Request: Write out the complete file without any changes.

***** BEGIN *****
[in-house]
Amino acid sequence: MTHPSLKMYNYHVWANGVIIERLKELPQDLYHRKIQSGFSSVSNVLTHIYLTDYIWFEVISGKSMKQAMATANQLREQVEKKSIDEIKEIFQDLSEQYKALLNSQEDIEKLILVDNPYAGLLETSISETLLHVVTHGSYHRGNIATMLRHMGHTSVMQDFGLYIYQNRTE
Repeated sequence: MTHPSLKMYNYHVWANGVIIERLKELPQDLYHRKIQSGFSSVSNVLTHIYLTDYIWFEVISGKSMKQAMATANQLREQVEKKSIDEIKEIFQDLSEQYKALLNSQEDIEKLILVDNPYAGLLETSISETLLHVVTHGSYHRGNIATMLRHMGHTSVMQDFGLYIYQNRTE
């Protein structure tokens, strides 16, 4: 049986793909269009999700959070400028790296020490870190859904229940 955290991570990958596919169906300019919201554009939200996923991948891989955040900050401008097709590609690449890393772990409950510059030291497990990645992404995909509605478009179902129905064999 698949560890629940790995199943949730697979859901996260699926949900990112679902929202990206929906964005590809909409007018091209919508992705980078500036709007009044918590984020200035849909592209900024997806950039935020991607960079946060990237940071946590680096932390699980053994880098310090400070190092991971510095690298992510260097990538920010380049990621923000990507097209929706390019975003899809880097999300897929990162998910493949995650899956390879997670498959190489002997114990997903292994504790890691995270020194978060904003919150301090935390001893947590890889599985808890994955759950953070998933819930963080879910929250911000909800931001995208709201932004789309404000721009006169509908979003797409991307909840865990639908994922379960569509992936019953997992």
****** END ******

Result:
[in-house]
Amino acid sequence: MTHPSLKMYNYHVWANGVIIERLKELPQDLYHRKIQSGFSSVSNVLTHIYLTDYIWFEVISGKSMKQAMATANQLREQVEKKSIDEIKEIFQDLSEQYKALLNSQEDIEKLILVDNPYAGLLETSISETLLHVVTHGSYHRGNIATMLRHMGHTSVMQDFGLYIYQNRTE
Repeated sequence: MTHPSLKMYNYHVWANGVIIERLKELPQDLYHRKIQSGFSSVSNVLTHIYLTDYIWFEVISGKSMKQAMATANQLREQVEKKSIDEIKEIFQDLSEQYKALLNSQEDIEKLILVDNPYAGLLETSISETLLHVVTHGSYHRGNIATMLRHMGHTSVMQDFGLYIYQNRTE
């Protein structure tokens, strides 16, 4: 049986793909269009999700959070400028790296020490870190859904229940 955290991570990958596919169906300019919201554009939200996923991948891989955040900050401008097709590609690449890393772990409950510059030291497990990645992404995909509605478009179902129905064999 698949560890629940790995199943949730697979859901996260699926949900990112679902929202990206929906964005590809909409007018091209919508992705980078500036709007009044918590984020200035849909592209900024997806950039935020991607960079946060990237940071946590680096932390699980053994880098310090400070190092991971510095690298992510260097990538920010380049990621923000990507097209929706390019975003899809880097999300897929990162998910493949995650899956390879997670498959190489002997114990997903292994504790890691995270020194978060904003919150301090935390001893947590890889599985808890994955759950953070998933819930963080879910929250911000909800931001995208709201932004789309404000721009006169509908979003797409991307909840865990639908994922379960569509992936019953997992």